The higher education sector is far from the stagnant stereotype that haunts it, industry expert George Siemens wrote in a blog post this month.
Siemens attended a recent White House brainstorming session focused on "innovation and quality in higher education," reports Jeffrey Young for the Chronicle of Higher Education. While many trends earned a critique in Siemens' blog, he focused on the belief that college has not evolved in the last century.
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"This is one of the most inaccurate pieces of @#%$ floating around in the 'disrupt and transform' learning crowd," he wrote. "Explore any campus today. It's a new world on most campuses, never mind the online, competency, and related systems."
"Universities are exceptional at innovating and changing," he wrote, using as an example the rise of predictive analytics to identify at-risk students.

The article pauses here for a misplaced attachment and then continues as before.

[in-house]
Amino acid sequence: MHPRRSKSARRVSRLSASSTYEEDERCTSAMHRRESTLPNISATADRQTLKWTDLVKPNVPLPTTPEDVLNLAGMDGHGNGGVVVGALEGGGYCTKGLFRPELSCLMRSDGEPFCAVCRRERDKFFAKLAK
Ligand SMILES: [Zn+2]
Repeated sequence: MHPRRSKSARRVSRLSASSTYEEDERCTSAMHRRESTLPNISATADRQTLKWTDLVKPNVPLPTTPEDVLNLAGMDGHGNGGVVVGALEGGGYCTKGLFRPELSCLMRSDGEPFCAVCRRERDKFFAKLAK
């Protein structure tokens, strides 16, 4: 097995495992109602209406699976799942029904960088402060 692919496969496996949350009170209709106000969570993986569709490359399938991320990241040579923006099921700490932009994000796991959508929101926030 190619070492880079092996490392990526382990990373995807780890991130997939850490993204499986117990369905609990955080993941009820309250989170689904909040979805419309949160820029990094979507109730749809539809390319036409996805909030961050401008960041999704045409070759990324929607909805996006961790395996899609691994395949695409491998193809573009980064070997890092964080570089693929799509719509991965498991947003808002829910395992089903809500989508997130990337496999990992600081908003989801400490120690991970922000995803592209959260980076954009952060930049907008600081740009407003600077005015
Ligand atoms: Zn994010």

In an interview with the Chronicle, Siemens acknowledged that universities tend to move more slowly—and be more cautious—than major corporations, but that they must.
"When a university takes a big pedagogical risk and fails, that's impacting someone's life," he said.
He argued that as the innovation conversation moves forward, the multiple roles played by colleges—such as broadening access to education—must be discussed as well.
The White House meeting signals significant changes are coming to higher education, he says, but that does not mean the sector has remained stagnant for the past 100 years (Young, "Wired Campus," Chronicle of Higher Education, 8/6).
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